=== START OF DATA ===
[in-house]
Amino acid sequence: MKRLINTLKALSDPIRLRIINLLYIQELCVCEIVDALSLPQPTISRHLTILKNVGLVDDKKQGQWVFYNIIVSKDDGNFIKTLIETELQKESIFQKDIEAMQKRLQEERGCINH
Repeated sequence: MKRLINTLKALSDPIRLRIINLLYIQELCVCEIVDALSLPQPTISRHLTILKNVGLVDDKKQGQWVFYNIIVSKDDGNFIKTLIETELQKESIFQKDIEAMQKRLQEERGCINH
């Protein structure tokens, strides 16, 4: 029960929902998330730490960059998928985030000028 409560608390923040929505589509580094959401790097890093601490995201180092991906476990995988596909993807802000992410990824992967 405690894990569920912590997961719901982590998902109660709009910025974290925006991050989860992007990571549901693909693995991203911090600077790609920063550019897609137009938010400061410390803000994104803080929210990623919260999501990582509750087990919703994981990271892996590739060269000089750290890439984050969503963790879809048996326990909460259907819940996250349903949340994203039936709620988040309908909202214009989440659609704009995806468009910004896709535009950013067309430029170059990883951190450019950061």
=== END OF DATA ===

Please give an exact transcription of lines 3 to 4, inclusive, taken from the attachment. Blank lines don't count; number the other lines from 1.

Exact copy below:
Repeated sequence: MKRLINTLKALSDPIRLRIINLLYIQELCVCEIVDALSLPQPTISRHLTILKNVGLVDDKKQGQWVFYNIIVSKDDGNFIKTLIETELQKESIFQKDIEAMQKRLQEERGCINH
């Protein structure tokens, strides 16, 4: 029960929902998330730490960059998928985030000028 409560608390923040929505589509580094959401790097890093601490995201180092991906476990995988596909993807802000992410990824992967 405690894990569920912590997961719901982590998902109660709009910025974290925006991050989860992007990571549901693909693995991203911090600077790609920063550019897609137009938010400061410390803000994104803080929210990623919260999501990582509750087990919703994981990271892996590739060269000089750290890439984050969503963790879809048996326990909460259907819940996250349903949340994203039936709620988040309908909202214009989440659609704009995806468009910004896709535009950013067309430029170059990883951190450019950061």